In an essay entitled “Passions, Politics and the Removal of a President: Lessons Learned from the Impeachment of President Clinton,” which appeared in Grove City College’s Journal of Law & Public Policy, former Deputy Attorney General Paul McNulty tried to share what he and other Republicans learned from President William Jefferson Clinton’s impeachment in the late 1990s. After we are done with President Donald John Trump’s impeachment, perhaps McNulty will have a follow-up article on “lessons not learned.” In case he does not get to it, here is a short attempt.
Before joining the Department of Justice and later becoming President of Grove City College, McNulty worked in the House of Representatives for ten years, including as Chief Counsel and Director of Legislative Operations for House Majority Leader Henry Hyde. He served as Chief Counsel and Director of Communications for the Clinton impeachment proceedings.
Numerous scholars and pundits have argued that, ideally, presidential impeachments should not be partisan efforts. Nevertheless, just Henry Hyde decided to go ahead with the process against Bill Clinton, Nancy Pelosi decided to go forward with impeachment against Donald Trump despite near-unanimous opposition from President Trump’s party. It is clear now that the main lesson McNulty wanted to teach in his article was not heeded: “Congressional leaders should follow the example set by Henry Hyde and steadfastly avoid appearing to use impeachment to settle political scores or damage the president’s standing with the American public.”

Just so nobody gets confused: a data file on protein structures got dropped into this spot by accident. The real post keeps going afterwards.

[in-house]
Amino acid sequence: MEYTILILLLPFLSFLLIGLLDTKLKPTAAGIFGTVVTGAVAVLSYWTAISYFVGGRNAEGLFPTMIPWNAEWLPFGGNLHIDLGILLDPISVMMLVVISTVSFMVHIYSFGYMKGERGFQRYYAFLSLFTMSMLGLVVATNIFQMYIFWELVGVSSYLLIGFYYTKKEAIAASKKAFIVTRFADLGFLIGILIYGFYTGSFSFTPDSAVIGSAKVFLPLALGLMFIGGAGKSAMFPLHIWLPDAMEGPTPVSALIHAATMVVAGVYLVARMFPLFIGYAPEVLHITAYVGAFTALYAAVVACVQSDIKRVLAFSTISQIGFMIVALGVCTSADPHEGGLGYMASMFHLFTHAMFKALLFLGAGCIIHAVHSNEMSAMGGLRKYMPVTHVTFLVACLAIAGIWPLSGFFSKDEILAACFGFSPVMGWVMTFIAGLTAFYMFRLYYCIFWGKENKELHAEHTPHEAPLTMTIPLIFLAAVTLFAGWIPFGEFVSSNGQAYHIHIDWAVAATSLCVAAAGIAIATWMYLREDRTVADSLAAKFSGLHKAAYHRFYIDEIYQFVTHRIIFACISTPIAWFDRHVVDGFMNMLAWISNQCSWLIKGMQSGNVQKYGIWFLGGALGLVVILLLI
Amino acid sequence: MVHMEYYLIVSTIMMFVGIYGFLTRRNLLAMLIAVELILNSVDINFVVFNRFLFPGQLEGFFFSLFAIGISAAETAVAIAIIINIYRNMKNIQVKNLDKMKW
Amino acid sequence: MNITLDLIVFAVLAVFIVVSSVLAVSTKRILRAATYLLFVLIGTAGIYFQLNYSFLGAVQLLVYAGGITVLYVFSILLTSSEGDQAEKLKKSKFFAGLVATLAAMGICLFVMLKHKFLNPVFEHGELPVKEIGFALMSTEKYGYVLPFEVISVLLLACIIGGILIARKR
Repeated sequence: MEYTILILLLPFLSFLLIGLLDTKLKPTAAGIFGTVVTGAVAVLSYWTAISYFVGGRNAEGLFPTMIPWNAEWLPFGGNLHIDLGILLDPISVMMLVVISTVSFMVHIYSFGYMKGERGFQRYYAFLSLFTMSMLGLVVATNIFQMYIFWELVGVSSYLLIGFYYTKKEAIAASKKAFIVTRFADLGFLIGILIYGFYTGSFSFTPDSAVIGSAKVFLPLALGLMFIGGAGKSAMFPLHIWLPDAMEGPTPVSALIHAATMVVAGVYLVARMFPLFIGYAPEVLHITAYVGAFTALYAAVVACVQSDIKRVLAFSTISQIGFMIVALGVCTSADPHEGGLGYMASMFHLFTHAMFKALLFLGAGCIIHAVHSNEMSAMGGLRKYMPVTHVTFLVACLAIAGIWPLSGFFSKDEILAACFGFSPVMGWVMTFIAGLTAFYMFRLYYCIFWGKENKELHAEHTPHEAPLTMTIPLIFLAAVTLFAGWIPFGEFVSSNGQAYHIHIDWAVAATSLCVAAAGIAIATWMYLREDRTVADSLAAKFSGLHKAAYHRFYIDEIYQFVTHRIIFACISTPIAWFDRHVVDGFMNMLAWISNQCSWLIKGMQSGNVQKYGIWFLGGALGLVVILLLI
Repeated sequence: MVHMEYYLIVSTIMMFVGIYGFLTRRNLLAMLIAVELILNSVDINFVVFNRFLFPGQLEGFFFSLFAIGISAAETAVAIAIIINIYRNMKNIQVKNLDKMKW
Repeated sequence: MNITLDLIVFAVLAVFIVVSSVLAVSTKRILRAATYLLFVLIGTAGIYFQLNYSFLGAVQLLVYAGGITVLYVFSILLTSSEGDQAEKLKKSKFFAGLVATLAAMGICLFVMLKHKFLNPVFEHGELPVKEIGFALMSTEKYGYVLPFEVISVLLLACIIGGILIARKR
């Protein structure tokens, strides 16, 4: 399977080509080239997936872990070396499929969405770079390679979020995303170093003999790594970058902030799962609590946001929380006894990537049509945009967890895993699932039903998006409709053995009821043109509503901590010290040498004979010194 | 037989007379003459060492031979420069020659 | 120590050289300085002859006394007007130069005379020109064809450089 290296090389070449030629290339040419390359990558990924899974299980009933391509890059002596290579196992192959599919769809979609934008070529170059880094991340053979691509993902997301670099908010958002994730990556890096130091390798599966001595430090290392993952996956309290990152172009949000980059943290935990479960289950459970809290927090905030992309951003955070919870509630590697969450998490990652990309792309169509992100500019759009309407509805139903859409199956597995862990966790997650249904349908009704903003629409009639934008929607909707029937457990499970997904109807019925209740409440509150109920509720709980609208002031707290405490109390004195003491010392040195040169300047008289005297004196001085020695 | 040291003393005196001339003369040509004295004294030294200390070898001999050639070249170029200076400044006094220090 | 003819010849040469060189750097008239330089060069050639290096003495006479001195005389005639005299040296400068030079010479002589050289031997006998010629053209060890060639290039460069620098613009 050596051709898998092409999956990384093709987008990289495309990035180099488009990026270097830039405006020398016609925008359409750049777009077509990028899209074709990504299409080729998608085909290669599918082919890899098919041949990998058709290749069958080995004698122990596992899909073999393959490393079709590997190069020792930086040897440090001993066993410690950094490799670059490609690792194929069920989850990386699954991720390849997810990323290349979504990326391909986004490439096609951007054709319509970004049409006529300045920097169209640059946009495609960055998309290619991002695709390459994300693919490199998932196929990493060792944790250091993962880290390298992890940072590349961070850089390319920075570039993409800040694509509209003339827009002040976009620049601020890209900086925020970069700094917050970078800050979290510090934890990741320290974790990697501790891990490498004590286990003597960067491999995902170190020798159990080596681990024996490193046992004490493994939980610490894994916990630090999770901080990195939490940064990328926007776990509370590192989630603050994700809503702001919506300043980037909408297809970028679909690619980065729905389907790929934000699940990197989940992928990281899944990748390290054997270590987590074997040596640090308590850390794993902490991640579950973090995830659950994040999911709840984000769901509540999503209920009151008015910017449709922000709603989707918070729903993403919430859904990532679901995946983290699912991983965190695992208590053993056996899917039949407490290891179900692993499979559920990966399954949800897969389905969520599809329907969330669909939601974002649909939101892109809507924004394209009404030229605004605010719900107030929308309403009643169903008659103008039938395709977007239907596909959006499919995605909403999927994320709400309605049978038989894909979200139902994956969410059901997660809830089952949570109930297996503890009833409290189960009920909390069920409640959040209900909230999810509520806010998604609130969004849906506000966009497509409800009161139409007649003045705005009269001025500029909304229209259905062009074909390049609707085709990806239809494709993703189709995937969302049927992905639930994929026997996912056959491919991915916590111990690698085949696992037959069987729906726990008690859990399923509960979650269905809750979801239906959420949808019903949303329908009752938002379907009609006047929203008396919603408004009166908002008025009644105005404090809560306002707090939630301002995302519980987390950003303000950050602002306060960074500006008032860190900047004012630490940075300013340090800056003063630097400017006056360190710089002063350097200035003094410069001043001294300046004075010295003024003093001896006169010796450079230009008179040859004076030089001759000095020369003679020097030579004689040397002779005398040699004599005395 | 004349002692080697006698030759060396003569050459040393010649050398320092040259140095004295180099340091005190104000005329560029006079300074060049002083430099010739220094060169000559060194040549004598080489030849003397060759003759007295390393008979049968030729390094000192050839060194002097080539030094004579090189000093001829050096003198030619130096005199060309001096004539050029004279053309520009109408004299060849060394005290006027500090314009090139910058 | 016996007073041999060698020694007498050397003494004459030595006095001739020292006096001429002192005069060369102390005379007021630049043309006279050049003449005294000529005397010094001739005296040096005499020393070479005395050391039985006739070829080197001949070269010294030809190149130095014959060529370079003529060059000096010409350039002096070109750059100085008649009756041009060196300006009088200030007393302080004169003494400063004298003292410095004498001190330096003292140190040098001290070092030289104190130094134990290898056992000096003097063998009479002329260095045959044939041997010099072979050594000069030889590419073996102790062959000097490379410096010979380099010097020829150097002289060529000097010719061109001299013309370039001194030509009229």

For Henry Hyde, the question was Clinton’s “lying under oath.” As he said, “Perjury and obstruction of justice cannot be reconciled with the office of the President of the United States.” In Trump’s case, the charges are abuse of power and obstruction of justice. I will not go into the case as readers of this publication have plenty of other writers and articles at their disposal. I will just note a few political and economic aspects.
Given the political nature of the impeachment, both sides have been anxious to find any sign or trend in public opinion in order to maximize the political gains of their decisions. By contrast, there has not been a strong tide either way in public opinion. I follow Western newspapers and magazines, but given the widely held opinion that the end result would be acquittal, news about the impeachment did not garner much attention. Foreigners can recall the results of the Clinton impeachment so, therefore, the current impeachment does not affect most of them enough to warrant spending much time or thought on what, for them, is a non-topic. The subtitle of the latest Economist piece on impeachment (January 25, 2020) reads: “In the fight between Donald Trump and impeachment, impeachment is coming off worse.” Readers will note The Economist seldom has anything good to say about President Trump or his policies.
This piece appeared in Forbes on January 31, 2020. Read the rest of the piece here.
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